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Diss Factsheets

Administrative data

Link to relevant study record(s)

Description of key information

In the absence of specific data on the ADME of boron orthophosphate (BOP),

its physicochemical properties and relevant toxicity data (where available) were assessed for insights into likely ADME characteristics. Although BOP has a MW>100 and <500, its low water solubility suggests that absorption via the inhalation and oral routes is likely to be low. Signs of systemic toxicity observed following a single oral administration in rats indicates that absorption can occur via this route, and therefore is also considered likely following inhalation. Very low dermal absorption is expected. Based on a precautionary approach, a default of 100% is considered appropriate for oral and inhalation routes and 1% for dermal route. Wide tissue distribution of absorbed BOP could occur due to its low MW. The suggested metabolism involves hydrolysis to the more soluble and polar products, borate and phosphate ions. Due to these factors and their low MW, urinary excretion is the most probable route of elimination and bioaccumulation is unlikely.

Key value for chemical safety assessment

Bioaccumulation potential:
no bioaccumulation potential

Additional information



No specific data regarding oral absorption of boron orthophosphate (BOP) were found. ECHA guidance suggests that absorption is considered favourable for substances with a molecular weight (MW) below 500 Daltons (ECHA, 2017). It is unclear whether this guidance is intended to cover inorganic as well as organic substances. If it is, then the MW (106 Daltons) might be indicative of absorption. For a substance to be absorbed efficiently from the gastrointestinal tract it must be in solution. A recent study report (O’Conner & Woolley, 2010) determined the water solubility of boron orthophosphate to be 0.143 g/L [143 mg/L], whereas it was more soluble (although still only to a low degree) in simulated gastric fluid (O’Conner, 2012). Whilst boron orthophosphate is not expected to readily dissolve in the gastrointestinal fluids, the substance may (since the MW is below 200) pass through aqueous pores or be carried through the epithelial barrier by the bulk passage of water (ECHA, 2012). Signs of systemic toxicity observed in rats following a single oral dose of boron orthophosphate (Bradshaw, 2013) are an indicator of absorption via this route. In the absence of specific data to the contrary, a default value of 100% is suggested.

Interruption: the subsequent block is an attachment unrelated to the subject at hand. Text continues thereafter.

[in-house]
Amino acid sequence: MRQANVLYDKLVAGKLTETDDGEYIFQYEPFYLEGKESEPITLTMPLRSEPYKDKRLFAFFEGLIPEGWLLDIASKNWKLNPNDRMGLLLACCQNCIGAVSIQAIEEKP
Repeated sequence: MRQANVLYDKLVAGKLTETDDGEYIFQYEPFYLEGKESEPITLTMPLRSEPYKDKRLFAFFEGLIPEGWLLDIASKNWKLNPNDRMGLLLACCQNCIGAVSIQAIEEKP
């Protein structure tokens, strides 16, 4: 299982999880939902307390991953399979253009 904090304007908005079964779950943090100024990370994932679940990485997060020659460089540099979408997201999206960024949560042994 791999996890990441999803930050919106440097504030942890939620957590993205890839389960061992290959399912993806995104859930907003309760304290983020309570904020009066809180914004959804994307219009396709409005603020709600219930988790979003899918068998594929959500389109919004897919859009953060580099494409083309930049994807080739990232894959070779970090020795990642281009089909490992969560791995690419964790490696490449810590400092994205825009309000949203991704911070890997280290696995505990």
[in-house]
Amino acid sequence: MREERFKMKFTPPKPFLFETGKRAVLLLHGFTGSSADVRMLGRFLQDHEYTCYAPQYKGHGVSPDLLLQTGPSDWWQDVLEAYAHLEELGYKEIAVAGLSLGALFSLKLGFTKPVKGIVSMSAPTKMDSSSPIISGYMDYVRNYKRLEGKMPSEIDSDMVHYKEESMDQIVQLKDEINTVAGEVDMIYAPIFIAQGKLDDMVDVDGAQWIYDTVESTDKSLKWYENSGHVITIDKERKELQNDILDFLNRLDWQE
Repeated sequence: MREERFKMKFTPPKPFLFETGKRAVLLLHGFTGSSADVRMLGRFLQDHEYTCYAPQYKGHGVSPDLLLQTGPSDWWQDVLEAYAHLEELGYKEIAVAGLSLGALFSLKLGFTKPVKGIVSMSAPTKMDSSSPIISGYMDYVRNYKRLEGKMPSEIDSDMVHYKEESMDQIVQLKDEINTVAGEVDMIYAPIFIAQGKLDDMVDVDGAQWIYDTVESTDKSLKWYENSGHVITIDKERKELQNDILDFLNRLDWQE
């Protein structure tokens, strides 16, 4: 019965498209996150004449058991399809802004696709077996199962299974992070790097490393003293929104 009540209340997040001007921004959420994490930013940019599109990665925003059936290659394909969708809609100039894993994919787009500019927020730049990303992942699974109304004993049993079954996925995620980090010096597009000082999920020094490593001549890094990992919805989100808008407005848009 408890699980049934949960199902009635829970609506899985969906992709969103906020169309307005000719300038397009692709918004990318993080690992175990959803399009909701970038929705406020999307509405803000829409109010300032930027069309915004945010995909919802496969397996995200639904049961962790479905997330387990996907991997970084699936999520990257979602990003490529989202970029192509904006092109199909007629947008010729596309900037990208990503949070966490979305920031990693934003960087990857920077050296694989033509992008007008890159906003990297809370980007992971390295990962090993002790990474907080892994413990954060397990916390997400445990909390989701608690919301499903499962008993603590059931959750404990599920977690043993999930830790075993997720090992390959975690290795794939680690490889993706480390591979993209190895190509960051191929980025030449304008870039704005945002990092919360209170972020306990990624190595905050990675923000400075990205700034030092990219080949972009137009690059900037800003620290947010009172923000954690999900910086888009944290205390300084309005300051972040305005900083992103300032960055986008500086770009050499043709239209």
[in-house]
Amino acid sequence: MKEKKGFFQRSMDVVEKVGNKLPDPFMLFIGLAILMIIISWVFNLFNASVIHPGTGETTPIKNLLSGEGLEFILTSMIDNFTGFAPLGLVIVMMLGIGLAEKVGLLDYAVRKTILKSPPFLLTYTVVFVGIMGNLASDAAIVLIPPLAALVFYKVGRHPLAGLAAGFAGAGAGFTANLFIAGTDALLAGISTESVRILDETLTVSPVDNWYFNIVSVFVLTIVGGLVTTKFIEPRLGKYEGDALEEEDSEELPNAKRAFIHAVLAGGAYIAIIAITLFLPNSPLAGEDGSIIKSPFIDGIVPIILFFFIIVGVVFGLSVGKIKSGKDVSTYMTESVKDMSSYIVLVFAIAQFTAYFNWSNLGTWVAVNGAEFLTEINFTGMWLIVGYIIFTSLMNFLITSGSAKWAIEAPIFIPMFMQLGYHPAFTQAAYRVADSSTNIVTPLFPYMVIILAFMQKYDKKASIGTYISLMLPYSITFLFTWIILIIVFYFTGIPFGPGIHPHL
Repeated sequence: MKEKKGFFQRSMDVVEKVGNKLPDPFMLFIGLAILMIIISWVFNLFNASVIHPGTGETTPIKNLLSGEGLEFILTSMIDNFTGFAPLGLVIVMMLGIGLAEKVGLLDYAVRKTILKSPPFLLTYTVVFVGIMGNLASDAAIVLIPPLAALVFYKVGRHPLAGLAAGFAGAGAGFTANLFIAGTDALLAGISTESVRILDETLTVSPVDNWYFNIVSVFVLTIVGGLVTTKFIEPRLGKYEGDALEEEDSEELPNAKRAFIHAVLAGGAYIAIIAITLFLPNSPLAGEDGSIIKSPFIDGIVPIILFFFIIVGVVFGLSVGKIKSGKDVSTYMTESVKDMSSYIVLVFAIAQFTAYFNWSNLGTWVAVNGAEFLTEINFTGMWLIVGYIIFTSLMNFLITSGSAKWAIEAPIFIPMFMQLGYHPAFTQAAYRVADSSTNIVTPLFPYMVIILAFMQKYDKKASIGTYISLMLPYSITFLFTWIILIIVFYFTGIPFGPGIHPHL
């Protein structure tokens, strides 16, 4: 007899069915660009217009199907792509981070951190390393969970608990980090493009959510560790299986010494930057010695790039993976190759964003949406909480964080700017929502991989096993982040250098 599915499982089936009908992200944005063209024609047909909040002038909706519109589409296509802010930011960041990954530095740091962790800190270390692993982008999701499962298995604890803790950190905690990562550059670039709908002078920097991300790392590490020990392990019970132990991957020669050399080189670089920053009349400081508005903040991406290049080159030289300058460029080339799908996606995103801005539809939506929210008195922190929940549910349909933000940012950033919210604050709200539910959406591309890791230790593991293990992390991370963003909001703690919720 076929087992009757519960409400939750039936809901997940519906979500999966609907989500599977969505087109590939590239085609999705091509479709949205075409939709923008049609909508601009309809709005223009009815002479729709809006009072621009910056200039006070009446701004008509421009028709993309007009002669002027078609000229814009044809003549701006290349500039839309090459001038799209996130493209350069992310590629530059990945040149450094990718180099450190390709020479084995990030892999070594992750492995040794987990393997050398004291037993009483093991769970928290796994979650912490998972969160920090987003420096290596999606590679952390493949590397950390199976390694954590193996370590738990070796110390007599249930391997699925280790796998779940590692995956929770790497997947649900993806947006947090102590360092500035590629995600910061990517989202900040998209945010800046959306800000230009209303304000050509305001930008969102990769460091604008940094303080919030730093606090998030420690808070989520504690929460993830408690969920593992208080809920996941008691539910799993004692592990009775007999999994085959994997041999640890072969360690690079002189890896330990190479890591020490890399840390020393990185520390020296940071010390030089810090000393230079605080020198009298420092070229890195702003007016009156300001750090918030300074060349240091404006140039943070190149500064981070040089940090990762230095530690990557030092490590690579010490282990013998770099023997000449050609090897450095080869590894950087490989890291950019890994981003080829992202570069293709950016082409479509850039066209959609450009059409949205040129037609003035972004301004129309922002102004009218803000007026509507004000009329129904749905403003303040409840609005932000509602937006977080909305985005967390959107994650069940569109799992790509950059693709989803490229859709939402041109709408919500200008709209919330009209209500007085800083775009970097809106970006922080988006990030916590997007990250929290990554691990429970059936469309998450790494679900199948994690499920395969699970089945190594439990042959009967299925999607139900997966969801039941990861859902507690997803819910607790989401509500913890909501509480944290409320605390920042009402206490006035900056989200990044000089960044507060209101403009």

No data is available regarding dermal absorption of boron orthophosphate. ECHA guidance suggests that absorption is considered favourable for substances with a MW below 100 Daltons (ECHA, 2017). Therefore, the MW (106 Daltons) suggests dermal absorption is likely. For a compound to penetrate the stratum corneum, it must be sufficiently water soluble i. e. above 1 mg/L (ECHA, 2017). The aqueous solubility of boron orthophosphate (143 mg/L) indicates that dermal absorption will be moderate (ECHA, 2017). A default value of 100% skin absorption is recommended, since the substance has a MW below 500 (ECHA, 2017). However, boron orthophosphate is an inorganic solid substance similar to boric acid. Boron orthophosphate has a higher molecular weight and a lower water solubility compared to boric acid (106 g/mol vs. 61.8 g/mol and 0.143 g/L vs. 49.2 g/L). Those physical-chemical parameter for boric acid would lead according to ECHA guidance also to a moderate dermal absorption. Even though no dermal absorption studies have been performed according to modern guidelines with boric acid, during Meetings of the Commission Working Group on the Classification and Labelling of Dangerous Substances it has been stated several times that human skin absorption for boric acid is less than 0.3%. In the SCCNFP Opinion concerning boric acid, borates and tetraborates adopted 23 September 1998 (SCCNFP/0024/98) the percutaneous absorption was considered to be about 0.2%.The SCCS considers that the available measurements of dermal absorption have a significant degree of uncertainty. Therefore absorption of 0.5% will be used in the safety evaluation for the boric compounds discussed in this Opinion on boron compounds (SCCS/1249/09). This is in agreement with other recent risk assessment of borates in EU (EU, 2009, ECHA, 2010). It should be noted that skin absorption is probably higher in case of damaged skin. QSAR estimation (DERMWIN) result in a permeability constant of 7.89 -E06 cm/h and a flux rate of 0.00115 µg/cm²/h which lead to a very low dermal absorption potential of 1%. For the estimation a calculated (EpiSuite) log Pow of -2.59 was considered. This estimated value for boron orthophosphate is very close to the agreed dermal absorption value for boric acid therefore, a dermal absorption rate of 1% is assumed for boron orthophosphate as a worst case.